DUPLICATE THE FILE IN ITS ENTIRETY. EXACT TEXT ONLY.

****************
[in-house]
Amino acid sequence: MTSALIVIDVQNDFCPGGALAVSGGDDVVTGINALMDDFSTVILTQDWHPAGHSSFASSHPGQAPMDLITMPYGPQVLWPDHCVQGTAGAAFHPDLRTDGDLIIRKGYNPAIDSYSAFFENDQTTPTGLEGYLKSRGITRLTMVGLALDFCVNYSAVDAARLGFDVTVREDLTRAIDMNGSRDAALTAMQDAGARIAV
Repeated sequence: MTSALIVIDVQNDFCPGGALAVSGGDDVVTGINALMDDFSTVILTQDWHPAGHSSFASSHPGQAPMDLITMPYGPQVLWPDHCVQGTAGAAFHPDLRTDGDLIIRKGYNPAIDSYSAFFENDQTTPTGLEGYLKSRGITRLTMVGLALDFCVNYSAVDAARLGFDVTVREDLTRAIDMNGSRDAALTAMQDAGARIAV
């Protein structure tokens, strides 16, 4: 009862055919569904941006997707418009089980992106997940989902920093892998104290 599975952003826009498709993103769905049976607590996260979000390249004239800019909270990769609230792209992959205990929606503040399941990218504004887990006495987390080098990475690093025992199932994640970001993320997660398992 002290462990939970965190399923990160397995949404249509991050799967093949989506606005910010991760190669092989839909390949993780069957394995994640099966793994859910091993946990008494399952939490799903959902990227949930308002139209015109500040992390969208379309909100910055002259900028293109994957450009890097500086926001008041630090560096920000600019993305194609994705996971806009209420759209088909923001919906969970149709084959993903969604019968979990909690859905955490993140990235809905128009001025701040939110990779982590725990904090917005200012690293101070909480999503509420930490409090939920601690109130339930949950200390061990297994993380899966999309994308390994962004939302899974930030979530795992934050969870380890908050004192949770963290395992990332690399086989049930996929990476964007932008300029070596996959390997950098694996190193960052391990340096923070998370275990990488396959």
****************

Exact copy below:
[in-house]
Amino acid sequence: MTSALIVIDVQNDFCPGGALAVSGGDDVVTGINALMDDFSTVILTQDWHPAGHSSFASSHPGQAPMDLITMPYGPQVLWPDHCVQGTAGAAFHPDLRTDGDLIIRKGYNPAIDSYSAFFENDQTTPTGLEGYLKSRGITRLTMVGLALDFCVNYSAVDAARLGFDVTVREDLTRAIDMNGSRDAALTAMQDAGARIAV
Repeated sequence: MTSALIVIDVQNDFCPGGALAVSGGDDVVTGINALMDDFSTVILTQDWHPAGHSSFASSHPGQAPMDLITMPYGPQVLWPDHCVQGTAGAAFHPDLRTDGDLIIRKGYNPAIDSYSAFFENDQTTPTGLEGYLKSRGITRLTMVGLALDFCVNYSAVDAARLGFDVTVREDLTRAIDMNGSRDAALTAMQDAGARIAV
């Protein structure tokens, strides 16, 4: 009862055919569904941006997707418009089980992106997940989902920093892998104290 599975952003826009498709993103769905049976607590996260979000390249004239800019909270990769609230792209992959205990929606503040399941990218504004887990006495987390080098990475690093025992199932994640970001993320997660398992 002290462990939970965190399923990160397995949404249509991050799967093949989506606005910010991760190669092989839909390949993780069957394995994640099966793994859910091993946990008494399952939490799903959902990227949930308002139209015109500040992390969208379309909100910055002259900028293109994957450009890097500086926001008041630090560096920000600019993305194609994705996971806009209420759209088909923001919906969970149709084959993903969604019968979990909690859905955490993140990235809905128009001025701040939110990779982590725990904090917005200012690293101070909480999503509420930490409090939920601690109130339930949950200390061990297994993380899966999309994308390994962004939302899974930030979530795992934050969870380890908050004192949770963290395992990332690399086989049930996929990476964007932008300029070596996959390997950098694996190193960052391990340096923070998370275990990488396959």